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About the experience in AMPG
Written by Satoshi KOGANEZAWA   
Published: September 23 2008

    There was once a printing factory. Before renovation as a gallery, almost all of the inside was colored slightly ashy white and the shutter fixed in front of the exhibition hall had rusted. Also, several holes in the walls were not repaired. The walls had been damaged for some reason when it was a printing factory. The new owner didn't want to mend them. A toilet and a sink were left.
    As a result, an empty space like a garage rather than a gallery was created. This is "AMPG" (AZUMA MAKOTO PRIVATE GALLERY), founded by Makoto Azuma (born in 1976), which has held monthly exhibitions of artworks featuring flowers/plants for two years from April 2007 to March 2009.


    AMPG is located in the middle of a downtown area called Kiyosumi-Shirakawa. As is well known, in Kiyosumi-Shirakawa, the Museum Of Contemporary Art Tokyo is located on the east side in the direction of Kiba Park, and a building full of contemporary galleries such as Tomio Koyama Gallery and SHUGOARTS is on the west side near Kiyosumi Park. Since eight galleries were moved/opened at once in November 2005, it is known as one of the greatest information centers of contemporary art in Tokyo. In July 2008, the ANDO GALLERY specializing in works by Katsura Funakoshi and Seiya Shinotsuka was opened also.
    Did Azuma chose this place as an up-and-coming area of contemporary art? Or did he have a very strategic reason? The answer is NO. He had never visited the place before. He knew the Museum was located there, but didn’t know about the gallery complex.

"It started with a company. It offered me the highest floor to do anything as it already leased the building itself. I'd never been to Kiyosumi-Shirakawa. Unfortunately the company had to cancel the offer. However, I was already inspired by the incident and could not give up since I had been keen to exhibit my artworks for a long period. At the same time, I also had to create artworks for a scheduled solo exhibition in Germany. I then thought it might be interesting to show the works one after somewhere even before the exhibition. The first chance was aborted, however, I had visited a nearby real-estate office to see if they knew of an appropriate place and they introduced this place to me." *1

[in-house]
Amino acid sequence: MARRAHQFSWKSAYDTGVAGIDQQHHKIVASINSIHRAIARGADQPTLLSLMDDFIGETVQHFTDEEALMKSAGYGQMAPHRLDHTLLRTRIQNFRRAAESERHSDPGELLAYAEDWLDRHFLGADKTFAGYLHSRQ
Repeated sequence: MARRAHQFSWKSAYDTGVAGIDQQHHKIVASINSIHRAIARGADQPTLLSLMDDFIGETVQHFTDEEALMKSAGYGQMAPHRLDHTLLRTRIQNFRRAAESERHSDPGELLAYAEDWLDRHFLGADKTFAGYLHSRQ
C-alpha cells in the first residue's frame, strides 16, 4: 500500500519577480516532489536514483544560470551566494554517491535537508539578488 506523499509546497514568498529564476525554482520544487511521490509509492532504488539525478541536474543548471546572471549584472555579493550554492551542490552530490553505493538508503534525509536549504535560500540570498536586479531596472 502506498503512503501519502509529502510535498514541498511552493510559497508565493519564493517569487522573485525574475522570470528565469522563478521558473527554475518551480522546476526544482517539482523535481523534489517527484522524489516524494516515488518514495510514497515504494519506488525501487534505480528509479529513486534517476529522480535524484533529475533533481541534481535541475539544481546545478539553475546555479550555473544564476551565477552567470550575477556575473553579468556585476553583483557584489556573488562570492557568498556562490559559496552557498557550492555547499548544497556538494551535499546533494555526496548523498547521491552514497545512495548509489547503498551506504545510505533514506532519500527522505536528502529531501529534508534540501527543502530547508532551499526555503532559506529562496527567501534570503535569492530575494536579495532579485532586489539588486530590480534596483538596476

In this area, huge new apartment buildings are being constructed, but on the other hand, old houses still exist in the downtown area. I am wondering why he chose here instead of the places in New York or Ginza he had exhibited before. He answered as below:
"I felt a fundamental connection with the unique atmosphere of the downtown area. I thought this was a place I could express myself purely."*2

    It was only to be a private presentation. His purpose was not to sell artworks, so he didn't have to develop strategies to gain profit. His main concerns were: whether the place or property was appropriate for him, and what kind of gallery he would establish there. No extensive promotion was carried out for the opening. The visitors are mainly his friends and journalists. After one year and a half, the exhibitions are reported in magazines or news spread by word of mouth, and now five hundred people visit every month.*3 His solo exhibition in Germany, "Makoto Azuma: Botanical Sculpture" (NRW Forum, from July 5 2008 to August 3 2008), was said to have been viewed by six thousand people. The number is astonishingly large. This result was caused by a more fundamental attitude in this country towards culture although this is too big an issue to rise here. However, I would like to add that exhibition posters were put up all around Dusseldorf and the local newspaper spotlighted it.


fig. 1 "Damned Ikebana" (May 2007). Photo provided by AMPG, copyright © 2007 AMPG

fig. 2 "BOMBING OF A DAHLIA" (July 2008). Photo provided by AMPG, copyright © 2008 AMPG

fig. 3 "Rip a go go (for Yukio Nakagawa)" (June 2008). Photo provided by AMPG, copyright © 2008 AMPG

fig. 4 "The other side of Crazy RED" (July 2007). Photo provided by AMPG, copyright © 2007 AMPG

fig. 5 "Fish&Flower" (August 2007). Photo provided by AMPG, copyright © 2007 AMPG

fig. 6 "LEAF MAN" (May 2008). Photo provided by AMPG, copyright © 2008 AMPG

fig. 7 "SHIKI 4" (September 2008), Photo provided by AMPG, copyright © 2008 AMPG